In addition, there have been reports that some companies pay H-1B workers lower wages than their American counterparts. This is prohibited under the program's rules, but companies that participate are rarely, if ever, audited. "If you had no chance of being audited by the IRS, how honest would you be on your taxes?" says Ron Hira, a research associate at the Economic Policy Institute and author of Outsourcing America. "I think you can devise policies to address this issue."
It's not just the temporary work visas for high-skill employees. Those seeking green cards often have to wait years while they're required to stay with the same employer in the same job. On Feb. 25, Microsoft (MSFT) Chairman Bill Gates wrote an editorial in The Washington Post on how to keep the U.S. competitive. A key point was making it easier for U.S. companies to retain highly skilled professionals from other countries. "These employees are vital to U.S. competitiveness, and we should welcome their contribution to U.S. economic growth," Gates wrote.
Do We Need Comprehensive Reform?
Throughout Washington, politicians and their staffs are focused on comprehensive immigration reform, a push to address all the issues at once. One major reason is a concern that if one group gets the changes it wants, that group may stop pushing for reform elsewhere.
But this may end up being a strategic mistake. Most of the political tension is over what to do about illegal immigration and the undocumented workers in this country. By comparison, the debate over highly skilled workers is downright tame. Robert Whitehill, chairman of the immigration group at the Pittsburgh law firm Fox Rothschild, argues that it probably would be easier to split the reforms in two. Whitehall suggests it makes sense to address the high-skill workers first, where the reforms are relatively simple.
"Why not go after the low-hanging fruit?" he says. "I think they should." He argues that the cap for H-1B visas should be raised substantially, and that foreign nationals who get masters or doctorate degrees in the U.S. in certain specialties, such as engineering, should be automatically granted residency. "I think it would be in the best interests of the country for these boys and girls to stay," he says. He also says it's critical to speed up the process for temporary and permanent workers, so they don't wait years for their approvals.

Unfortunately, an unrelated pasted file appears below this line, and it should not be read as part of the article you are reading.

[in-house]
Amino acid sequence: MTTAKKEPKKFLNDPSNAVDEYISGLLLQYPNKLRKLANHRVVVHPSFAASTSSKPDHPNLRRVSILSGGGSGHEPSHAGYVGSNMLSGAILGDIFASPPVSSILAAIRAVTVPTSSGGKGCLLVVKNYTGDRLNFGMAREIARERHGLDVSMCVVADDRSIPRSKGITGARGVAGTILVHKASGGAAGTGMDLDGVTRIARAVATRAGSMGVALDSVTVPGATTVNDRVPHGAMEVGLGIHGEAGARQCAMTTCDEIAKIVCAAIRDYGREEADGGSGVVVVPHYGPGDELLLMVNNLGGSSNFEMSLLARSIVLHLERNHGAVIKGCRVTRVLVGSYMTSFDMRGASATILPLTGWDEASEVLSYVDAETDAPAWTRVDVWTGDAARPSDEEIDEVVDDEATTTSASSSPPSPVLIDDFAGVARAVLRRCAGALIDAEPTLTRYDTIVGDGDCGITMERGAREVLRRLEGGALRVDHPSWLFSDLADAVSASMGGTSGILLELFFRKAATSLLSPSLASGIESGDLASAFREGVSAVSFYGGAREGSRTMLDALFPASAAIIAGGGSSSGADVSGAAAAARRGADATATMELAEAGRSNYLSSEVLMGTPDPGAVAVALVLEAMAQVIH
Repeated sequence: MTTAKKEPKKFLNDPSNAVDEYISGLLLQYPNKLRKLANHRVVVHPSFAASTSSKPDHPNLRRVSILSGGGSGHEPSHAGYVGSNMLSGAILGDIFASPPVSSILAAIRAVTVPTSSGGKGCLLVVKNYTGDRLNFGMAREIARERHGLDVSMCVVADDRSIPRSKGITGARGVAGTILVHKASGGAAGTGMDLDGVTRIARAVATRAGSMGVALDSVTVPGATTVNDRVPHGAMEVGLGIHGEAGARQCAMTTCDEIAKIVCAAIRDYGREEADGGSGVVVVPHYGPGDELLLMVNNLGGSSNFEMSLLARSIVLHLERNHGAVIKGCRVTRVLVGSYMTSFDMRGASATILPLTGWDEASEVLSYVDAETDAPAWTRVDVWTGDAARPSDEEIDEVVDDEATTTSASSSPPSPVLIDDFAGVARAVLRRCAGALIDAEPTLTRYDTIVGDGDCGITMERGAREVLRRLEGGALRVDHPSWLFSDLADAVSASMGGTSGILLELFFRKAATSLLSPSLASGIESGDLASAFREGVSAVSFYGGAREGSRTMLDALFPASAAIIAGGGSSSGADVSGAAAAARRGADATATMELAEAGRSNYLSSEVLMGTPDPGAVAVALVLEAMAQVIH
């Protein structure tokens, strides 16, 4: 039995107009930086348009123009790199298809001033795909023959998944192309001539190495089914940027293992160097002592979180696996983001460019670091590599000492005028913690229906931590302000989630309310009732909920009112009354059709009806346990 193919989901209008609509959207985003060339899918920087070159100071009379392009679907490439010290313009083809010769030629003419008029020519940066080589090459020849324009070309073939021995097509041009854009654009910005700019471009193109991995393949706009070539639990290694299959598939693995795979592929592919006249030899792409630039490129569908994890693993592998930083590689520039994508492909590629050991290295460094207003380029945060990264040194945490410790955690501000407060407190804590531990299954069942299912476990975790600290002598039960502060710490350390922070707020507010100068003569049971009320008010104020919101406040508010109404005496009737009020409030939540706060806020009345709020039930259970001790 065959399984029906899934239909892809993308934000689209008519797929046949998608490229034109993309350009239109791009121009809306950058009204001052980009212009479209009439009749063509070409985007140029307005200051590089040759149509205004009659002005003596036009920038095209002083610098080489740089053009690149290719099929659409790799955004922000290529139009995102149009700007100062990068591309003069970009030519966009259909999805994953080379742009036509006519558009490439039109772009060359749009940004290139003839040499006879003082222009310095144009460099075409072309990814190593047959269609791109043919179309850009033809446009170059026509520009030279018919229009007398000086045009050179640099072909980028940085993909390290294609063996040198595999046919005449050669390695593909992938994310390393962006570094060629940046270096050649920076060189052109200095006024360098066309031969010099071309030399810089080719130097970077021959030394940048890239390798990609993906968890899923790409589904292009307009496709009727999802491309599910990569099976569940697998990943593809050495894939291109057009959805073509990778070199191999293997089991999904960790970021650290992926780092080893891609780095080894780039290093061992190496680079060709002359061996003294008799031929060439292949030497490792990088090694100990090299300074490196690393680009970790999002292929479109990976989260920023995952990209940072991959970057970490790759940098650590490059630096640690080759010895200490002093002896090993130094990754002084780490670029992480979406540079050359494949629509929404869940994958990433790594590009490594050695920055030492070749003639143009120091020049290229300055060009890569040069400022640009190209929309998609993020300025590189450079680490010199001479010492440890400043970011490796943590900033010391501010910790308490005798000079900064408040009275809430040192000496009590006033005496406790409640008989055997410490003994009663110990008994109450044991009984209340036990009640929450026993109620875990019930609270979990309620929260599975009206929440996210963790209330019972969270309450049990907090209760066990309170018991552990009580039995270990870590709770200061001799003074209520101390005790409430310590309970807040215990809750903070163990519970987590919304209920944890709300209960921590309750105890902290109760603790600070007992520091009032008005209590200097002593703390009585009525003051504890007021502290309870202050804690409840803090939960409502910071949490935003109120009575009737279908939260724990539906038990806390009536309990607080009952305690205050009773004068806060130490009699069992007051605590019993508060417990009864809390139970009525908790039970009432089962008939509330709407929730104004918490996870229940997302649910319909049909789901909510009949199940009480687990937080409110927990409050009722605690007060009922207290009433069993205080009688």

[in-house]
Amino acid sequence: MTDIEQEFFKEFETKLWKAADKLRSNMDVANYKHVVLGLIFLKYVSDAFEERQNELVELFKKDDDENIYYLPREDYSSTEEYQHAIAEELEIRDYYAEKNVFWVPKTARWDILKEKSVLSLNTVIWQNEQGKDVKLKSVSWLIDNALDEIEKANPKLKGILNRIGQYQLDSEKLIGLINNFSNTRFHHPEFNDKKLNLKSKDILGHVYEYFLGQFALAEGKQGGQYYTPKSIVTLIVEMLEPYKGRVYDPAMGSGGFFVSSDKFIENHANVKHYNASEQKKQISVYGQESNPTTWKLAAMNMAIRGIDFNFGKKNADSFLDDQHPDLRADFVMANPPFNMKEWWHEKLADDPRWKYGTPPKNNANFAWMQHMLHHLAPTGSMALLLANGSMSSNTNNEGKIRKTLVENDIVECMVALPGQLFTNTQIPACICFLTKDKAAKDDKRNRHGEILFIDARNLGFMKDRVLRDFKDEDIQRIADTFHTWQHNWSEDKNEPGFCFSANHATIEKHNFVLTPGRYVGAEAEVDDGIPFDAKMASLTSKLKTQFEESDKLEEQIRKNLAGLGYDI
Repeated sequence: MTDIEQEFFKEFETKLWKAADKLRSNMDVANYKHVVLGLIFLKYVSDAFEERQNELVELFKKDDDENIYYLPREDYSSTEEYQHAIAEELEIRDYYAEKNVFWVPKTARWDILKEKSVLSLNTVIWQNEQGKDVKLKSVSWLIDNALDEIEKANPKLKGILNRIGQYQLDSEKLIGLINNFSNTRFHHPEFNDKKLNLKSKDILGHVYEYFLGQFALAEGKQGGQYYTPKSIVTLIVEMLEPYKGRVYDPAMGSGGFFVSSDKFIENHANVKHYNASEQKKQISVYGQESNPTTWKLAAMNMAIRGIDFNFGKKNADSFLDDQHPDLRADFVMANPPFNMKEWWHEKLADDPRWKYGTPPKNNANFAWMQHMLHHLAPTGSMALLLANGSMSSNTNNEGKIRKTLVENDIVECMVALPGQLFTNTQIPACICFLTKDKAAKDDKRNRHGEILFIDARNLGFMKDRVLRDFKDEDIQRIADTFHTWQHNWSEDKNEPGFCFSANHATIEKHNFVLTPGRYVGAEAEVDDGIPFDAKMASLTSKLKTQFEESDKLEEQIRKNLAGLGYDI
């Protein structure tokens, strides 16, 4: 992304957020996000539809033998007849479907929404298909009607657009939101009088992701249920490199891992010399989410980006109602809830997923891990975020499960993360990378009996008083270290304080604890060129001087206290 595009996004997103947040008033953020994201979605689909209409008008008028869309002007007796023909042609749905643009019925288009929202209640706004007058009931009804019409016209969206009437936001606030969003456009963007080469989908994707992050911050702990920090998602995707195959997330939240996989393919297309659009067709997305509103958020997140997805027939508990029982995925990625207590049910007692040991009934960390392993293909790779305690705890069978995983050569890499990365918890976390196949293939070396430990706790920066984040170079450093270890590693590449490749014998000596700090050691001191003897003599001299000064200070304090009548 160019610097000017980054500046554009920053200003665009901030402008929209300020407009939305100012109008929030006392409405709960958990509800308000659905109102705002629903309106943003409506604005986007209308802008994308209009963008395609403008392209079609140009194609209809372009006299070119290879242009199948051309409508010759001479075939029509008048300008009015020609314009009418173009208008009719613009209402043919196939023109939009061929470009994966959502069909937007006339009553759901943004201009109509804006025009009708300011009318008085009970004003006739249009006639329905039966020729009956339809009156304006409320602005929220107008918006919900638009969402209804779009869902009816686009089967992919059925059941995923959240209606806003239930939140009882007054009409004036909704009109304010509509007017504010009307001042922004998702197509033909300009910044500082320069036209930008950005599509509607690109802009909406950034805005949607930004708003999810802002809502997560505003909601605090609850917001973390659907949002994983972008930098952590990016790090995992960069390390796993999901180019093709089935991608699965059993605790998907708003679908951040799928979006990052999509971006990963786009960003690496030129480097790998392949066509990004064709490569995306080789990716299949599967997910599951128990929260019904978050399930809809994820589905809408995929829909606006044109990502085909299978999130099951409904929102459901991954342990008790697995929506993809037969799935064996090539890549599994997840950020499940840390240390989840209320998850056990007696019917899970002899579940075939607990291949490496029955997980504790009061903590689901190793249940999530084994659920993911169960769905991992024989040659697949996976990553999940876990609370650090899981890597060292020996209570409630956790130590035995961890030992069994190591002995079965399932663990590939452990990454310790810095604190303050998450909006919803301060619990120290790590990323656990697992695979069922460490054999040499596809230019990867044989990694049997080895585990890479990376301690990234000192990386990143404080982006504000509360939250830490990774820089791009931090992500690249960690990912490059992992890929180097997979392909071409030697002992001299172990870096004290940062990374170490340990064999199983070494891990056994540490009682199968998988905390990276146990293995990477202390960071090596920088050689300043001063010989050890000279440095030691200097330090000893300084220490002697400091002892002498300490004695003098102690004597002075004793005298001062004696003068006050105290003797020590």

Forget the Wall
Everyone likes to talk about the wall between the U.S. and Mexico. Anti-immigration politicians love to show how tough they're getting on illegals. Pro-immigrant forces use it to prove they take concerns over illegal immigration seriously.
But what does all the talk about the wall accomplish? Nothing, argues Tamar Jacoby, a senior fellow at the Manhattan Institute, along with plenty of others outside of politics. Why? It is expensive and it doesn't work. The wall with Mexico can cost between $1 million and $10 million a mile, and it would cost billions to cover a reasonable chunk of the border. And yet immigrants from Mexico and other parts of Latin America continue to slip through. "People are going to get here as long as they have economic incentives to come," says Jacoby. "The only real way to get control is to recognize the reality of our economic needs for labor."